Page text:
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Baker, Lena  

Steven J. Niven

the first woman executed by electric chair in Georgia, was born in Cuthbert, Georgia, to Queenie Baker, a sharecropper, and a father whose name is unknown. Little is known about her early life. If typical of the African American experience in southwestern Georgia in the early 1900s Baker's childhood was probably one of long working hours and low expectations. Indeed, it was in the debt-ridden and desperate Georgia black belt of the early 1900s that W. E. B. Du Bois discovered the Negro problem in its naked dirt and penury Litwack 114 In an attempt to escape from that world of debt and desperation Baker began working at an early age at first helping her mother chop cotton for a neighboring white family the Coxes Like other black women in the community she also worked as a laundress and occasional domestic for white families in town Despite the legacy ...


Leiper, Fanny  

Nicole S. Ribianszky

free woman of color, property holder, and washerwoman, was born into slavery in Natchez, Mississippi. The exact date of her birth is not now known. She was born to an enslaved woman, Hannah Frey, and to J. S. Miller, a white planter who lived outside of Natchez near the small town of Washington. Mrs. Margaret Overaker, a white woman, and her husband, George, owned Leiper and her mother. While Leiper was still a young girl, her mother was manumitted, but Leiper herself remained enslaved. Sometime around 1831, when Leiper was approximately twenty or twenty-one, she was freed, reportedly at the insistence of her father, who paid her owner $300. In 1834 or thereabouts, following the instructions of her white father, she was taken by boat up the Mississippi River to Cincinnati, Ohio, in the footsteps of her mother.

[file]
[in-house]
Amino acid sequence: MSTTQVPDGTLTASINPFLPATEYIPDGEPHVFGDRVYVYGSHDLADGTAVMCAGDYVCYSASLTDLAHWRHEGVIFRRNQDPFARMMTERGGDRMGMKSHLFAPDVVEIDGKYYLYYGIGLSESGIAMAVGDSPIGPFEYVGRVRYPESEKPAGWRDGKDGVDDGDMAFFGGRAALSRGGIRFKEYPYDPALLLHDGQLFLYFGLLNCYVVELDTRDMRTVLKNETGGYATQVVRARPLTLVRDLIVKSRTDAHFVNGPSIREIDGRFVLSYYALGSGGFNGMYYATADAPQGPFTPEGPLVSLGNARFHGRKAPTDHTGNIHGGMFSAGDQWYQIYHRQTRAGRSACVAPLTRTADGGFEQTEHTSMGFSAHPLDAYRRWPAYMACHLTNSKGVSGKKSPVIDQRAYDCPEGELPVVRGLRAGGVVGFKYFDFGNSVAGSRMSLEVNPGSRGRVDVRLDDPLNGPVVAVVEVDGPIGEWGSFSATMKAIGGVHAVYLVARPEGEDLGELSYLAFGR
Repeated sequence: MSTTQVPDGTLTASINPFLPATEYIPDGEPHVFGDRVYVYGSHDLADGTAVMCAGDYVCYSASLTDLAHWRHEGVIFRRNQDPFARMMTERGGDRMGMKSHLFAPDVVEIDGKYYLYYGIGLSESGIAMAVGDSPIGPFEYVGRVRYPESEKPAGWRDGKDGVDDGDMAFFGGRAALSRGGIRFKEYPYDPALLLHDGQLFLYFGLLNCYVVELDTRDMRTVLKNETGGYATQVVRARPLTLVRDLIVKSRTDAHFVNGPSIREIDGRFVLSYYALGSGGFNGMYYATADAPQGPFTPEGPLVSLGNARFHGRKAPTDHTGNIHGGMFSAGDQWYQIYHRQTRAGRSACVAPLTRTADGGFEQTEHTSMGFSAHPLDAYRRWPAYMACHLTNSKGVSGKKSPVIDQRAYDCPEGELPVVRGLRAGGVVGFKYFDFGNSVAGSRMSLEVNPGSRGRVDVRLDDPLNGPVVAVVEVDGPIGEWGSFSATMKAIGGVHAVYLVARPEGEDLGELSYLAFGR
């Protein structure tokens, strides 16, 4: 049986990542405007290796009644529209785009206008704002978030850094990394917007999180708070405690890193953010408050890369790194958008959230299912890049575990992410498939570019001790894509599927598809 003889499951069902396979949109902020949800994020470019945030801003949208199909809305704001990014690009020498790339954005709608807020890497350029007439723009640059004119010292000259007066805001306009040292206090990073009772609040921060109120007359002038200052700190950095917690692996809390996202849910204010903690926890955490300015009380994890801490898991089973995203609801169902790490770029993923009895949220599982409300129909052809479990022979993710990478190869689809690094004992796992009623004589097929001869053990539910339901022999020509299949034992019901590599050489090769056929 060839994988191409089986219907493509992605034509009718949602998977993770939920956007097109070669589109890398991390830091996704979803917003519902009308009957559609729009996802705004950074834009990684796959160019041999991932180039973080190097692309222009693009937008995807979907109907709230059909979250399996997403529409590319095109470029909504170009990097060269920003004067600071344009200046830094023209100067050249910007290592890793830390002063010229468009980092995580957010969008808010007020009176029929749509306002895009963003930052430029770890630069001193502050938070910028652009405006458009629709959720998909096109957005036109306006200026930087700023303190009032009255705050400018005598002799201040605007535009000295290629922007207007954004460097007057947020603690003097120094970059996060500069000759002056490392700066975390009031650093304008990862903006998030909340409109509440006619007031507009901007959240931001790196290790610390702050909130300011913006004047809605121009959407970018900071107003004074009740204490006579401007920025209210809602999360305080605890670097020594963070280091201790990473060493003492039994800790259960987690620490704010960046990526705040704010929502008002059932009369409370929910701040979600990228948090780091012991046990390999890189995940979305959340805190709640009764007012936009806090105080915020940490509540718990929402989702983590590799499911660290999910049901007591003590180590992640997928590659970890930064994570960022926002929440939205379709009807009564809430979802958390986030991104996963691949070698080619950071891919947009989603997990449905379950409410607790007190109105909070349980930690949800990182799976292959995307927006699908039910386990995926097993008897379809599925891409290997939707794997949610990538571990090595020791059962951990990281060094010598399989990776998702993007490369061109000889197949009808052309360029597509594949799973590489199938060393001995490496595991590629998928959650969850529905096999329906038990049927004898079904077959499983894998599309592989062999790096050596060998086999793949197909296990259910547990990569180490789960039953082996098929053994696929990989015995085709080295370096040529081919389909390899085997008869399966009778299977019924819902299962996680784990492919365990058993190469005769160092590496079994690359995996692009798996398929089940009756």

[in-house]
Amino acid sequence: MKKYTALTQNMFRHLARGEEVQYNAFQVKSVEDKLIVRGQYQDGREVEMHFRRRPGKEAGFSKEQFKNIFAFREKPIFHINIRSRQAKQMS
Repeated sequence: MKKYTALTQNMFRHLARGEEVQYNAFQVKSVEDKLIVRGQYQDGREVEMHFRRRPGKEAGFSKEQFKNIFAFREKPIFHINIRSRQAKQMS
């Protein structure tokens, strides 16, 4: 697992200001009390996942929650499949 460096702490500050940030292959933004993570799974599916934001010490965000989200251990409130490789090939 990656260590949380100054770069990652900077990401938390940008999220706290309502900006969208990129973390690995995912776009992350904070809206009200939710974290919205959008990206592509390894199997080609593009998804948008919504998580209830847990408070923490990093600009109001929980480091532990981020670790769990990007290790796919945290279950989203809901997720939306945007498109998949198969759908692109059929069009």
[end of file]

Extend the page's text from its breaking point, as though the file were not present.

As was the case with ...


Scott, Harriet Robinson  

Eric Gardner

litigant, slave, and laundress, was born probably in Virginia to enslaved parents about whom nothing is known. By the 1830s, she had become the slave of Lawrence Taliaferro, an Indian agent and a major in the U.S. Army. When Taliaferro, a Virginian who had transplanted to Pennsylvania, was stationed at Fort Snelling, Minnesota, he brought Harriet with him. There she met Dred Scott soon after his master, Dr. John Emerson, was also posted at Fort Snelling. Though such weddings were exceedingly rare, Taliaferro, also a justice of the peace, performed a formal marriage ceremony between Scott and Robinson in 1836 or 1837. After the marriage, Harriet Scott was either given or, more likely, sold to Emerson.

Emerson hired the Scotts out to various officers at Fort Snelling before he married Irene Sanford on 6 February 1838. After a brief period at the Jefferson ...